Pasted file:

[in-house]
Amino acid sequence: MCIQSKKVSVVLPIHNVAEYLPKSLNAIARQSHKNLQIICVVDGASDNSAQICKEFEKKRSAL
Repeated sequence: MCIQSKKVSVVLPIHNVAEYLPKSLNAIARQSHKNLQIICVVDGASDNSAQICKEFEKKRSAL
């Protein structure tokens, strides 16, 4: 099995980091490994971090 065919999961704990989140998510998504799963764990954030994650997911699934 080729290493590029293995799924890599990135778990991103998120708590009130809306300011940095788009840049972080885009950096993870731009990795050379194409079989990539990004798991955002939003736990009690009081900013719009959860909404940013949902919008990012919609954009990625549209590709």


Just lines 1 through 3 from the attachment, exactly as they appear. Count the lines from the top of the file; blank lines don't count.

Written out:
[in-house]
Amino acid sequence: MCIQSKKVSVVLPIHNVAEYLPKSLNAIARQSHKNLQIICVVDGASDNSAQICKEFEKKRSAL
Repeated sequence: MCIQSKKVSVVLPIHNVAEYLPKSLNAIARQSHKNLQIICVVDGASDNSAQICKEFEKKRSAL